The Day the Niagara Falls Stopped


In early 1848, the winter had gotten bitter. The cold wave was unusual, and unexpected, even. Lake Erie really was eerie. (and pun fully intended) The lake was completely covered in a three-foot thick layer of ice. In March, that year, after a prolonged spell of warmth, strong winds broke the ice and chunked it own into large blocks. An east wind then drove the ice chunks to the western end of the lake. On March 29, 1848, the winds changed direction, and all the ice chunks congregated at the mouth of the Niagara River.

That morning, when the people in the region woke up, they were greeted with a strange sight. The Niagara Falls was gone: there was no water. The “American and Bridal Veil Falls” were now completely dry and the Horseshoe Falls were reduced to a pitiful looking waterfall at its core. The explorers among the lot spent the next few hours digging up and searching for things among the rocks. And they found incredible things: muskets from the War of 1812, human bones, native offerings that were made to the Great Spirit of Niagara, and lots and lots and lots of gold and silver coins.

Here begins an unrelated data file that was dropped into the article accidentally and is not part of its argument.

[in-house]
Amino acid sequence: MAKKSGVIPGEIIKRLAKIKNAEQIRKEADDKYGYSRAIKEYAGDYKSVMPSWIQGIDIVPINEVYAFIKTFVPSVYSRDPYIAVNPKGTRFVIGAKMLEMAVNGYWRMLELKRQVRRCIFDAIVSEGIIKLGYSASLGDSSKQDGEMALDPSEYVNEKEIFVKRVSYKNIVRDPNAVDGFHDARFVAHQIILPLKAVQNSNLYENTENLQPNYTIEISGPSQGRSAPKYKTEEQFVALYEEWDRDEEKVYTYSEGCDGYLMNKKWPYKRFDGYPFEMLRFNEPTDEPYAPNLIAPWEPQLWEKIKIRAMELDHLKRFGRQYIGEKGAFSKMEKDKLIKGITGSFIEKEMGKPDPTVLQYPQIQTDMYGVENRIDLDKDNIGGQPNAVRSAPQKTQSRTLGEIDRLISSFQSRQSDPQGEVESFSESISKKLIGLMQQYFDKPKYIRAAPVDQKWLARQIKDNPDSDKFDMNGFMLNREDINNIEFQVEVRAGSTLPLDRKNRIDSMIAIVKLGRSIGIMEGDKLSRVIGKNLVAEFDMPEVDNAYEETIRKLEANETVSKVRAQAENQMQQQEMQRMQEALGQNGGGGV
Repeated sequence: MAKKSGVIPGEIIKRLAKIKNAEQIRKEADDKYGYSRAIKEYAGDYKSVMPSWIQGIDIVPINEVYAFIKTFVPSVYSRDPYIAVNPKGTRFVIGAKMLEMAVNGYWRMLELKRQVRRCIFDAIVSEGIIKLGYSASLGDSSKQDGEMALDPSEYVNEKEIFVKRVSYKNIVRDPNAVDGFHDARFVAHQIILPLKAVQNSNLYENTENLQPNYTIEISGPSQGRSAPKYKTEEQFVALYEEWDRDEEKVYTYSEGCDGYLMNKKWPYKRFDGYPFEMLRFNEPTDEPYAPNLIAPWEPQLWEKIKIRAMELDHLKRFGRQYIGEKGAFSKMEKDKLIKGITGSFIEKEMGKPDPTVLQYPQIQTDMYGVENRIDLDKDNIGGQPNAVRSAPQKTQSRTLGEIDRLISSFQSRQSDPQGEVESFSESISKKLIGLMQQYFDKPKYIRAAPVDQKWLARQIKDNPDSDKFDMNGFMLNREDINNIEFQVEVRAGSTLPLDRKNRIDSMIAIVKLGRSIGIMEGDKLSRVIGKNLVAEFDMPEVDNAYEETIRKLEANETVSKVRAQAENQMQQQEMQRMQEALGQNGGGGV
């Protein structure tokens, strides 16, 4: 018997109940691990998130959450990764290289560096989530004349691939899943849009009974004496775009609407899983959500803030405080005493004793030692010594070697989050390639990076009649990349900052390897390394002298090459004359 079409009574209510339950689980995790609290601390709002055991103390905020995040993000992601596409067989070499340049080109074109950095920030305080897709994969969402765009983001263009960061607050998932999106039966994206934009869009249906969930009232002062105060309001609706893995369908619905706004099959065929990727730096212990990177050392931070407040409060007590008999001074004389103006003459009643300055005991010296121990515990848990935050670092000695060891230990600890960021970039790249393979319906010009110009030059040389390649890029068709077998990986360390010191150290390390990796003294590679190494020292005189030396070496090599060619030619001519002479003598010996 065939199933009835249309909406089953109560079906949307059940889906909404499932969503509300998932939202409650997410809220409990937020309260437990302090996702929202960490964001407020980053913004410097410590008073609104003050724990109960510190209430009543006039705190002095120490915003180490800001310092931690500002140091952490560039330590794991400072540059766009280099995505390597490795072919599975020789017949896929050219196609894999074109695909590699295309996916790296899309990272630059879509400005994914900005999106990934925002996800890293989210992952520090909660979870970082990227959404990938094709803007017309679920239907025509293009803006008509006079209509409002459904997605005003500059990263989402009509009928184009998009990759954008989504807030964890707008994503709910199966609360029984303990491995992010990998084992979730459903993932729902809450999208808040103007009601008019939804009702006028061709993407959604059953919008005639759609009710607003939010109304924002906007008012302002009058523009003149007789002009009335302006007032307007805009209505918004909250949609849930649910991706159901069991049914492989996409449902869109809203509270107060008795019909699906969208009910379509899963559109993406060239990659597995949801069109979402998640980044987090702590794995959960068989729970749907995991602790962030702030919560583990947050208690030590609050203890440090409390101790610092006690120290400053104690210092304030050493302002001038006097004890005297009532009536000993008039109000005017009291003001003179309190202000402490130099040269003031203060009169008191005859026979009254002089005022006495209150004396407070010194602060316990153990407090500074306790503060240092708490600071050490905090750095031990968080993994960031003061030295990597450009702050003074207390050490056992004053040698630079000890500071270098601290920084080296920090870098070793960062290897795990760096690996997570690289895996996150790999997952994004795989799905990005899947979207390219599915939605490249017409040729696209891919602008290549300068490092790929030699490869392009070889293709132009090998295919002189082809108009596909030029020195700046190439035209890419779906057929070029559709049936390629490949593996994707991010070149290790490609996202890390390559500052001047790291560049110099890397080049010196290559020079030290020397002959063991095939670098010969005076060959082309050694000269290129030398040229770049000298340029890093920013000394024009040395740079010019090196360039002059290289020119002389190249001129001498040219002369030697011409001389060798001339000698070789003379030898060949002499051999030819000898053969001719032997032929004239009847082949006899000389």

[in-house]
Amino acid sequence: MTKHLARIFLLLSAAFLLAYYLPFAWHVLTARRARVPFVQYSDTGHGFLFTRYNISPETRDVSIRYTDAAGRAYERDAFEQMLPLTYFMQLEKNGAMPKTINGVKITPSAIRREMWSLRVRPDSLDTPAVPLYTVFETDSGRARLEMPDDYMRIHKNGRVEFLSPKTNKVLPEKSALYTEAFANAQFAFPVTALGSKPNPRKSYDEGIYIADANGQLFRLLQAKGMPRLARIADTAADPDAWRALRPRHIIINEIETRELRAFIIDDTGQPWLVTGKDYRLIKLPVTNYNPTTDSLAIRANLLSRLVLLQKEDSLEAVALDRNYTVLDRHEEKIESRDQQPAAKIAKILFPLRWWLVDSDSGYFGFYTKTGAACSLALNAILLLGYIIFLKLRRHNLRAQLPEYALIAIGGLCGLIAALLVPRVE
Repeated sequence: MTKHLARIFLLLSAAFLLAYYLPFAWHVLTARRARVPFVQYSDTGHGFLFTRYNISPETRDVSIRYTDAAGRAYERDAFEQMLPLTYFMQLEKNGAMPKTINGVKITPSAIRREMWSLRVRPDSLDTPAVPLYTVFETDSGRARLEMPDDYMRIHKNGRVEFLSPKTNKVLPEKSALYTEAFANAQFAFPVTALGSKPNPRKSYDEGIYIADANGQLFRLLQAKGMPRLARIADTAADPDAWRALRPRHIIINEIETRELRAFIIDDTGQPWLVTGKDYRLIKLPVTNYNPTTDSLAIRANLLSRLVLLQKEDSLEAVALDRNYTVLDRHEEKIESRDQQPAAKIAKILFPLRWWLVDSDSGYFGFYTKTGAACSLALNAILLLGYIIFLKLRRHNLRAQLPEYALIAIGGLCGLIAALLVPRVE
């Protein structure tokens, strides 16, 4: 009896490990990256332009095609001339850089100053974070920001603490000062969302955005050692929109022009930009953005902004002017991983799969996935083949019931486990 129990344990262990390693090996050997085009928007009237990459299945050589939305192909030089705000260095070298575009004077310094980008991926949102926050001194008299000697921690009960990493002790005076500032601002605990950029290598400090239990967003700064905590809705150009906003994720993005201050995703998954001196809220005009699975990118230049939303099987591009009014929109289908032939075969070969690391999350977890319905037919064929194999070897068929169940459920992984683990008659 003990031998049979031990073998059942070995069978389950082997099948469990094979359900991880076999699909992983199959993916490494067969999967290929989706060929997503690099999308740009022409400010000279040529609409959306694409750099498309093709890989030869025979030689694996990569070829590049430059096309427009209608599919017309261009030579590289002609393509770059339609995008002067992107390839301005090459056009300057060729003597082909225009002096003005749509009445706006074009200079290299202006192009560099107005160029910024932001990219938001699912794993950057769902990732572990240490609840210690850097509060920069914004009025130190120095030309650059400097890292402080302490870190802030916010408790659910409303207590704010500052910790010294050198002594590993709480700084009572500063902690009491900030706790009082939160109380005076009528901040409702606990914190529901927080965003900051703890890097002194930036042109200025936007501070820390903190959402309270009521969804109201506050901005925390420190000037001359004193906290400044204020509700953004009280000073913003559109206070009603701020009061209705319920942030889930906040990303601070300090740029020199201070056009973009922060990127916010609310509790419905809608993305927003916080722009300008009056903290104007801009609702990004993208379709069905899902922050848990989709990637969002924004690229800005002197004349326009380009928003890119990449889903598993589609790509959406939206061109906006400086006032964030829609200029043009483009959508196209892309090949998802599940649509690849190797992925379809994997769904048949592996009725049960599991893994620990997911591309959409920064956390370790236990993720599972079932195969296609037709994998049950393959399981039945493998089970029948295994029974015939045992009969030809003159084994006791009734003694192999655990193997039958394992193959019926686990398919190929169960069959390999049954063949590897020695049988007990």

Two days later, a grand roaring ensued: and the river began to flow again. That was the only time this phenomenon happened, until a whole century and twenty years later, in June 1969, the falls stopped: but with the intervention of man, since the United States Army Corps of Engineers decided to shut off the American and Bridal Veil Falls in order to make the American side just as attractive as the Canadian side. They wanted to remove the talus from the base of the falls in order to enable the water to fall and traverse a much greater height. During the project, it is reported that a lot of water was sprinkled on the bed of the American Rapids in order to keep the heat from the sun from causing an expansion of the many cracks in the rock. But, as it became apparent, in November 1969, it turned out to be too expensive to remove the talus, and that it would create a rather artificial appearance anyway.

Back to the 1848 photograph, not much is known about its origins. The sepia toned photograph shown here has been listed as a picture found online, by the website of the Niagara Falls Public Library. Currently, it is still unknown in terms of date, origin and ownership, in line with what the documentation on the website says.

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